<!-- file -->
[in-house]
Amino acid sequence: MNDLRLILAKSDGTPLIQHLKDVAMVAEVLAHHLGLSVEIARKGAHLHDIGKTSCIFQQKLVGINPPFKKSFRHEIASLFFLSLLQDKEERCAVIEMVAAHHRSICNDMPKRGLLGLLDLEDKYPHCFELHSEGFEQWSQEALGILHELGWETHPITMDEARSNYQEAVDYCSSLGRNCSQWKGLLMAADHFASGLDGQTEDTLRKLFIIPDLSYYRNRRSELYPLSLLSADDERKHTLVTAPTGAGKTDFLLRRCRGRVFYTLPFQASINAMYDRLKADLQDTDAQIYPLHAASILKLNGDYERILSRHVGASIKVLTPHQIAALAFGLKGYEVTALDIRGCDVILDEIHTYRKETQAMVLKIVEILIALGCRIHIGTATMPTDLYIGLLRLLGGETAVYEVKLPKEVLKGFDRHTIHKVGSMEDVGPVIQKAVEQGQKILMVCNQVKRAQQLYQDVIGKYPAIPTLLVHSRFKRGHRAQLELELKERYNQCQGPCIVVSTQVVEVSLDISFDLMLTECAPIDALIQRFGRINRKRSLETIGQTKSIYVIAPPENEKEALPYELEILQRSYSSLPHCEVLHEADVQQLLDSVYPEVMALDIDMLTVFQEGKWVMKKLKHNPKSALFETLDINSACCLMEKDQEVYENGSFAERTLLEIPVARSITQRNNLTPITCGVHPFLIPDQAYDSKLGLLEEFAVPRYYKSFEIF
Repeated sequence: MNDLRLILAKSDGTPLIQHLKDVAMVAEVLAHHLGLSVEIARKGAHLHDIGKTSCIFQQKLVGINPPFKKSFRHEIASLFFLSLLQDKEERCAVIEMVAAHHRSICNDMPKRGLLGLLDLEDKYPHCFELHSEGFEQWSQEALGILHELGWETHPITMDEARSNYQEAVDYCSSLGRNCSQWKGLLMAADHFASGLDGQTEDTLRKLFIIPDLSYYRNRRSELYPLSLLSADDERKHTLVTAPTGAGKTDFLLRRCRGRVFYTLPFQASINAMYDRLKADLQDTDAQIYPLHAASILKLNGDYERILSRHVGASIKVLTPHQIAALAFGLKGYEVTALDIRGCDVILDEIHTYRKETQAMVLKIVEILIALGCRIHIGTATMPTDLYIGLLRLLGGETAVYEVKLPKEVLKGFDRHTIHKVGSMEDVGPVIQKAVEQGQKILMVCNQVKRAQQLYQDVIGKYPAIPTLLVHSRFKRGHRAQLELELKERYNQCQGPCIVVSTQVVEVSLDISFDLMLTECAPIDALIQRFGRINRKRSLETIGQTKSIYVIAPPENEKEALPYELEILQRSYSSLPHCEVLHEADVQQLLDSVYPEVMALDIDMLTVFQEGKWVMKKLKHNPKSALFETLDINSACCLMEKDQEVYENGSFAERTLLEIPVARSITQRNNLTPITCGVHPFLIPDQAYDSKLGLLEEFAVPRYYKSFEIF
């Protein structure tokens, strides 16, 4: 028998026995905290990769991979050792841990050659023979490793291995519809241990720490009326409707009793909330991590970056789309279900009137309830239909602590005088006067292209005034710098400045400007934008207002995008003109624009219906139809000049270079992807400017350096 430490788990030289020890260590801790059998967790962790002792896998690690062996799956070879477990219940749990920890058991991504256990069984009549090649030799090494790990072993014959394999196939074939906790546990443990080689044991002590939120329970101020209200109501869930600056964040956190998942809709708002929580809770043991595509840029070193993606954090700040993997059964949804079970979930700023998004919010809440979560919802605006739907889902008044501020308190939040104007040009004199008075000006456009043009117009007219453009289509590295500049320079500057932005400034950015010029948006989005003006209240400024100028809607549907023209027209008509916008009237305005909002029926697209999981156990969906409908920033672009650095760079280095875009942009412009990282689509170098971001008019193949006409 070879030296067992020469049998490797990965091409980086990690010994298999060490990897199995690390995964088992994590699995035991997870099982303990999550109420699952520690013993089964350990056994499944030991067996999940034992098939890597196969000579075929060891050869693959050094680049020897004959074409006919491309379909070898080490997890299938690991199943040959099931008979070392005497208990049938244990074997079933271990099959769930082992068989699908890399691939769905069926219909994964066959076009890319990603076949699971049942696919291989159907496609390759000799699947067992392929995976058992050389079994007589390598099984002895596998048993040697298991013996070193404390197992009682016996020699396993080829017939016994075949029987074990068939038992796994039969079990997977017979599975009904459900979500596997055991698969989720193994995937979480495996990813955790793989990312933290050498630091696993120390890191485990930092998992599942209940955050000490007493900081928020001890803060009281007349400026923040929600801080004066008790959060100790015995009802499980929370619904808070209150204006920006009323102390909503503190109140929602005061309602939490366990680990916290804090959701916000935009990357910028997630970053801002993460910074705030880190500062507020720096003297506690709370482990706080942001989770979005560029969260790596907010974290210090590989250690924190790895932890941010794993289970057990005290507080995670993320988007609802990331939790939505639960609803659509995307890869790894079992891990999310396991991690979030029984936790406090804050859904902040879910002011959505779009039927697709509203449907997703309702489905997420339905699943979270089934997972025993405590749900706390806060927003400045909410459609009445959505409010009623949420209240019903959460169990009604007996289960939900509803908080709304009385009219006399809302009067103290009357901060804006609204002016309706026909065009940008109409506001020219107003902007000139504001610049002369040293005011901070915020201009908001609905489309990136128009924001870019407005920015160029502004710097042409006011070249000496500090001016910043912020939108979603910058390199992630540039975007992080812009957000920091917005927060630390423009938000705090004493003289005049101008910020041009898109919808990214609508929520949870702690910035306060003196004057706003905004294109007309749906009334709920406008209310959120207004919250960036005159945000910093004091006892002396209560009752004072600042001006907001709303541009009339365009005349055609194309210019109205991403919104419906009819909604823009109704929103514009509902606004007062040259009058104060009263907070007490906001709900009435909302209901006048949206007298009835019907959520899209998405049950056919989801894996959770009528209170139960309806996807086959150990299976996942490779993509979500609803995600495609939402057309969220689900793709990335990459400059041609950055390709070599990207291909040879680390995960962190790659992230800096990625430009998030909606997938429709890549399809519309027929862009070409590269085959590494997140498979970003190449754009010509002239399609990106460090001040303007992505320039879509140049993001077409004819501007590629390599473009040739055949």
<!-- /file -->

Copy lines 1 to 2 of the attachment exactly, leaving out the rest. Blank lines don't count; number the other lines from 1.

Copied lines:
[in-house]
Amino acid sequence: MNDLRLILAKSDGTPLIQHLKDVAMVAEVLAHHLGLSVEIARKGAHLHDIGKTSCIFQQKLVGINPPFKKSFRHEIASLFFLSLLQDKEERCAVIEMVAAHHRSICNDMPKRGLLGLLDLEDKYPHCFELHSEGFEQWSQEALGILHELGWETHPITMDEARSNYQEAVDYCSSLGRNCSQWKGLLMAADHFASGLDGQTEDTLRKLFIIPDLSYYRNRRSELYPLSLLSADDERKHTLVTAPTGAGKTDFLLRRCRGRVFYTLPFQASINAMYDRLKADLQDTDAQIYPLHAASILKLNGDYERILSRHVGASIKVLTPHQIAALAFGLKGYEVTALDIRGCDVILDEIHTYRKETQAMVLKIVEILIALGCRIHIGTATMPTDLYIGLLRLLGGETAVYEVKLPKEVLKGFDRHTIHKVGSMEDVGPVIQKAVEQGQKILMVCNQVKRAQQLYQDVIGKYPAIPTLLVHSRFKRGHRAQLELELKERYNQCQGPCIVVSTQVVEVSLDISFDLMLTECAPIDALIQRFGRINRKRSLETIGQTKSIYVIAPPENEKEALPYELEILQRSYSSLPHCEVLHEADVQQLLDSVYPEVMALDIDMLTVFQEGKWVMKKLKHNPKSALFETLDINSACCLMEKDQEVYENGSFAERTLLEIPVARSITQRNNLTPITCGVHPFLIPDQAYDSKLGLLEEFAVPRYYKSFEIF